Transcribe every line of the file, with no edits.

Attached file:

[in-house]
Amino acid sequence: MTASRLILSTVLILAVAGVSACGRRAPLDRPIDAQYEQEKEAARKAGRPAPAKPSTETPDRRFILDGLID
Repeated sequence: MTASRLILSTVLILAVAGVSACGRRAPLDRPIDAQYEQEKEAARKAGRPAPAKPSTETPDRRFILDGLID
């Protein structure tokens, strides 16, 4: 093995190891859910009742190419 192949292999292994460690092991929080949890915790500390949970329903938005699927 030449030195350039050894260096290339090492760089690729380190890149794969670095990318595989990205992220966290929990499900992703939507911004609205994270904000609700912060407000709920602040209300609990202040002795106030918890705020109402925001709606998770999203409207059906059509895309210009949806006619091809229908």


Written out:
[in-house]
Amino acid sequence: MTASRLILSTVLILAVAGVSACGRRAPLDRPIDAQYEQEKEAARKAGRPAPAKPSTETPDRRFILDGLID
Repeated sequence: MTASRLILSTVLILAVAGVSACGRRAPLDRPIDAQYEQEKEAARKAGRPAPAKPSTETPDRRFILDGLID
């Protein structure tokens, strides 16, 4: 093995190891859910009742190419 192949292999292994460690092991929080949890915790500390949970329903938005699927 030449030195350039050894260096290339090492760089690729380190890149794969670095990318595989990205992220966290929990499900992703939507911004609205994270904000609700912060407000709920602040209300609990202040002795106030918890705020109402925001709606998770999203409207059906059509895309210009949806006619091809229908």